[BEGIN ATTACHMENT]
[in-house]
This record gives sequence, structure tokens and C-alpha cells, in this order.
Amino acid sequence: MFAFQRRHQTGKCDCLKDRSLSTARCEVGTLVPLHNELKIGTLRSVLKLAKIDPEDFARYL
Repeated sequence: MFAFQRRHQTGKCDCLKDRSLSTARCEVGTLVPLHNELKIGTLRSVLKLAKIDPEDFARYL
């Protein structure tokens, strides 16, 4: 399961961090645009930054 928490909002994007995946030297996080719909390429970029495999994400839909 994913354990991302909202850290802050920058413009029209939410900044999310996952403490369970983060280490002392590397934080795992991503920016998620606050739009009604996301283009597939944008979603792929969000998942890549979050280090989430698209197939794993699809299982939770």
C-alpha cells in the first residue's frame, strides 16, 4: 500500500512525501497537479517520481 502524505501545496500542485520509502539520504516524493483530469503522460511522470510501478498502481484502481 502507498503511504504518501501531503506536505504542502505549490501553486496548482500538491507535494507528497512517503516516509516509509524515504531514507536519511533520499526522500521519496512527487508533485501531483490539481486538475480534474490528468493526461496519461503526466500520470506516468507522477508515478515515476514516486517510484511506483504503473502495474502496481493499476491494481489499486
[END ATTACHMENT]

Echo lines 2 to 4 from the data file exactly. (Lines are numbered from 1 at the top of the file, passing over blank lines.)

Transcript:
This record gives sequence, structure tokens and C-alpha cells, in this order.
Amino acid sequence: MFAFQRRHQTGKCDCLKDRSLSTARCEVGTLVPLHNELKIGTLRSVLKLAKIDPEDFARYL
Repeated sequence: MFAFQRRHQTGKCDCLKDRSLSTARCEVGTLVPLHNELKIGTLRSVLKLAKIDPEDFARYL